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    Portuguese paradigm is nearly identical to Spanish orthographically entro/entras/entra/entramos/entrais/entram but pronunciation is ẽtɾu/ẽtɾɐʃ/ẽtɾɐ/ẽtɾamuʃ/ẽtɾɐiʃ/ẽtɾɐ̃ũ/ with u phonemes (nasal and oral) in 1sg/1pl/3pl Apr 17, 2012 at 23:34

As mentioned in Wikipedia article, ul is the definite article for (many) masculine and neuter nouns. E.g. cal-->calul i.e. horse-->the horse.
Commonly and informally, ul is reduced to u.

  • I think the OP was talking about vocabulary and orthography whereas this answer is specifically about pronunciation. I'm still voting it up though because the original question was too brief and thus allows this as a good answer. Aug 2, 2013 at 6:12
  • Commonly and informally in speaking and writing, though yes, more common in speaking Aug 2, 2013 at 18:04
  • @hippietrail - considering pronunciation is the only way of making sense of the question, otherwise the question would have been why so many words end in "L".
    – cipricus
    Nov 19, 2019 at 11:24
  • That definite article is not always ul, but also just l. One could say that the essential form is l, because u is added only when the noun ends with a consonant (because the musicality of the language, the facility of pronunciation demands it). On the other hand, as most such nouns do end in a consonant, the ul article is the most frequent.
    – cipricus
    Nov 19, 2019 at 11:29
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    In fact Romanian has many nouns that end in u (ou, bou, leu, râu, fiu,grâu, lucru), which get the -l article, while the ones ending in a consonant get the -ul article. I tend to think that structurally only one article it's at play here: either -ul is the real one, which simply loses the u in contact with u-ending nouns (to avoid double-u), or -l is, which gets a u to avoid consonant+l ending.
    – cipricus
    Nov 22, 2022 at 12:44

With the exception of French, most Romance languages have a lot of masculine singular nouns ending in o and u. That feature is very striking and catches the ear at first contact. I think this is obvious in Italian and Spanish with o and in Portuguese and other languages (Neapolitan, Sicilian, Catalan, Sardinian, Corsican, Asturian) with u.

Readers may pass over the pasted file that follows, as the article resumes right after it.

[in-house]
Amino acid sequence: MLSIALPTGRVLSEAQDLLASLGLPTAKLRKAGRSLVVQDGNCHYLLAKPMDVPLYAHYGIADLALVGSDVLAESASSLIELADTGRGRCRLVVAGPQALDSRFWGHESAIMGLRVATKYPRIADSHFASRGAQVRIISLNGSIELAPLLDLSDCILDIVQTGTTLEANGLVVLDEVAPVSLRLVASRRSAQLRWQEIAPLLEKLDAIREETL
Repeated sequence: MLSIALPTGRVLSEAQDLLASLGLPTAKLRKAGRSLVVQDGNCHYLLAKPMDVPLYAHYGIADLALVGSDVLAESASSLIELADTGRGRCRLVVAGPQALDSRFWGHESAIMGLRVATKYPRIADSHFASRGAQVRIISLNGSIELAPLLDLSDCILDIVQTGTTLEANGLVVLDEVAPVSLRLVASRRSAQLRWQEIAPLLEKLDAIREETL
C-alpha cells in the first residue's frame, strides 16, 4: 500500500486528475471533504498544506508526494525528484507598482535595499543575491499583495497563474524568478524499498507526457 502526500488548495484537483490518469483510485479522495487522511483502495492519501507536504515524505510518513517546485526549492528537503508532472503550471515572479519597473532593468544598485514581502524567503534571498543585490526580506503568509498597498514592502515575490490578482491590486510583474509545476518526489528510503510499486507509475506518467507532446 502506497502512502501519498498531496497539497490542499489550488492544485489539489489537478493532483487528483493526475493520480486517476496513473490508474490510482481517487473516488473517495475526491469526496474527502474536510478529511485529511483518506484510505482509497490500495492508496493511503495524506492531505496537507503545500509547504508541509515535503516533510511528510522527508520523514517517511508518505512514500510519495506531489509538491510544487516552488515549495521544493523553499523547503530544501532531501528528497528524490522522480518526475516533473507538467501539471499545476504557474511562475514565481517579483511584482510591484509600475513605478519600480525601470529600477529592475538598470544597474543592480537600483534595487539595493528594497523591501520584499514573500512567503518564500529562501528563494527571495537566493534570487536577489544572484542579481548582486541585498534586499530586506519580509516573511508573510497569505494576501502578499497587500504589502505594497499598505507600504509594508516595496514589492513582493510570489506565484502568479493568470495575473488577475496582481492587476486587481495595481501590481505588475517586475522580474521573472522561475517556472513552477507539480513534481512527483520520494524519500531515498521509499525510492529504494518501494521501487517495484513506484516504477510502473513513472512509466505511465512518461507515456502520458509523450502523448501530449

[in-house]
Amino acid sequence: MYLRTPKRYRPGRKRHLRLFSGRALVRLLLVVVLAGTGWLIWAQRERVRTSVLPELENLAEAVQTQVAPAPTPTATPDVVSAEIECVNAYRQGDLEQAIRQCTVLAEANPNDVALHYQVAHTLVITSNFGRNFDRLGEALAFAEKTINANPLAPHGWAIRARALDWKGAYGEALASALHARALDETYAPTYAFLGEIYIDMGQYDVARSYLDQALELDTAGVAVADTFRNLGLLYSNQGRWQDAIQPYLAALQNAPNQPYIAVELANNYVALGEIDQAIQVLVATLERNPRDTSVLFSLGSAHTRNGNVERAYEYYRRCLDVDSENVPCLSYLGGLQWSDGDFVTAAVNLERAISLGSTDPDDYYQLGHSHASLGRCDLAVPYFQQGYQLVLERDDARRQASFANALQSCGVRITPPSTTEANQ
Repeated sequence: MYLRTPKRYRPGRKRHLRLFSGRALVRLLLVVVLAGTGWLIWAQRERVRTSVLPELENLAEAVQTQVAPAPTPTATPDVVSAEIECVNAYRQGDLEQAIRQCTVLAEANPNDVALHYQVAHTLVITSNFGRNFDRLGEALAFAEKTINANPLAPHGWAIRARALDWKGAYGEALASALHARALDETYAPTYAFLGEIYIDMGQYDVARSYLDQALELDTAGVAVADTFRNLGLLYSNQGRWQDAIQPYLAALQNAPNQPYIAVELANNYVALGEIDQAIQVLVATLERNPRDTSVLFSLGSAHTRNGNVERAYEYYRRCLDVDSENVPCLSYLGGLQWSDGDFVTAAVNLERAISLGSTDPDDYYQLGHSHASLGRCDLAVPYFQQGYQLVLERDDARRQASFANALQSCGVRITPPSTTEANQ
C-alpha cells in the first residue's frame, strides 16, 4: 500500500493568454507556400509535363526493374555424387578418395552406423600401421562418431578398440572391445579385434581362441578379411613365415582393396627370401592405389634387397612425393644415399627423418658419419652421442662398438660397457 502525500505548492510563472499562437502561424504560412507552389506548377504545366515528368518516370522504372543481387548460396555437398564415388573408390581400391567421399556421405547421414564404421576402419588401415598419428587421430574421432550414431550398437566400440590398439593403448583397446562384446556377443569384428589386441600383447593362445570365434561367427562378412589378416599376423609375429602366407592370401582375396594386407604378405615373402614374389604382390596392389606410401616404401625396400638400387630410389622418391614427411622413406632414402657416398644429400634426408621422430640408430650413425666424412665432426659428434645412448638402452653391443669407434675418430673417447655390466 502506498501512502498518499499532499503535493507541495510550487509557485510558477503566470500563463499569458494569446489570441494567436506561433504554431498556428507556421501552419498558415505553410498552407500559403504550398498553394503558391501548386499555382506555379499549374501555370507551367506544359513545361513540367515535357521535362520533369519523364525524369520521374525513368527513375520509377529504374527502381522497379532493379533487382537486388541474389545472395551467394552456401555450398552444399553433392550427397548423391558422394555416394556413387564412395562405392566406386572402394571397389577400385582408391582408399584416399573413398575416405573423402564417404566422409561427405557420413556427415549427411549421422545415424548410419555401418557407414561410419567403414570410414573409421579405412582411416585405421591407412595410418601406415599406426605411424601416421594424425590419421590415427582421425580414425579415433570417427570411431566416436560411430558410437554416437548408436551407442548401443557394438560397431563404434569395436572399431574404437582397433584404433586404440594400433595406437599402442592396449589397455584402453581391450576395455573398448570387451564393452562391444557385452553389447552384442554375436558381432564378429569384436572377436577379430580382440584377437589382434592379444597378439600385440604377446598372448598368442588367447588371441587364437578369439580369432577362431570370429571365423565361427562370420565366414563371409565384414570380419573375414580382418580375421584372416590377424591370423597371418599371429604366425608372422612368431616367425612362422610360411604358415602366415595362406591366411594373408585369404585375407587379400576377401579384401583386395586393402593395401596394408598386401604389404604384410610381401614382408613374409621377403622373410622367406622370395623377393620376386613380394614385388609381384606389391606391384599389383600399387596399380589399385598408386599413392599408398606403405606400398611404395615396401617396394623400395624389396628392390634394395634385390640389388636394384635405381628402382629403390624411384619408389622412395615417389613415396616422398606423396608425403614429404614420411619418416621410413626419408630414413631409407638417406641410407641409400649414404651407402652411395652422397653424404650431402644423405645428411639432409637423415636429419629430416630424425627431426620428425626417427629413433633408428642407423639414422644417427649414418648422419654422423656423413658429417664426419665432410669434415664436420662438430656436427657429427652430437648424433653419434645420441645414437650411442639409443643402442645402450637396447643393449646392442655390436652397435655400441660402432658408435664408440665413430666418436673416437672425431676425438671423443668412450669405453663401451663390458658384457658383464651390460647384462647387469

In Romanian also there are singular masculine and neuter nouns which end with u (ou, bou, leu, râu, fiu, brâu, frâu, grâu, flăcău, căpăstru, lucru, curcubeu, austru, suflu, Dumnezeu, including a series of words ending in augmentative -andru: puiandru, băiețandru, copilandru, cățelandru, flăcăiandru, măcăleandru etc) - as well as with other vocals -, but the great majority end with a consonant

But when the latter get their Barkanische-Sprachbund-specific post-fixed article, the Romance-style u reappears. As in normal speech the l is barely pronounced, much more nouns seem to end in u after all.

As said here:

-ul is a variant of -l with the original u (lost in most modern Romanian nouns) reappearing at the end of the noun it is attached to as a link to the definite article to make pronunciation smoother. For example, in its evolution from Latin, the word foc probably passed through a phase in early Romanian where it was *focu, but the u only appears now as a part of the definite form, focul (with the definite article suffix -l), corresponding to Vulgar Latin *focu illu. The grammatical rule was generalized and also came to apply to nouns of non-Latin origin after they became part of Romanian (e.g. război → războiul).

or in the Gramatica limbii române. Vol.1. Cuvântul (Grammar of Romanian Language, Volume 1. The Word) of the Romanian academy, page 98:

In contemporary language -l is not pronounced anymore in current speech, its function being fulfilled by the preceding vowel -u. This use is accepted in standard spoken language.

The noun-end in u is as such a normal feature in Romanian as well as in a large part of Romance languages. (In Aromanian the corresponding article is -lu, which follows this trend.)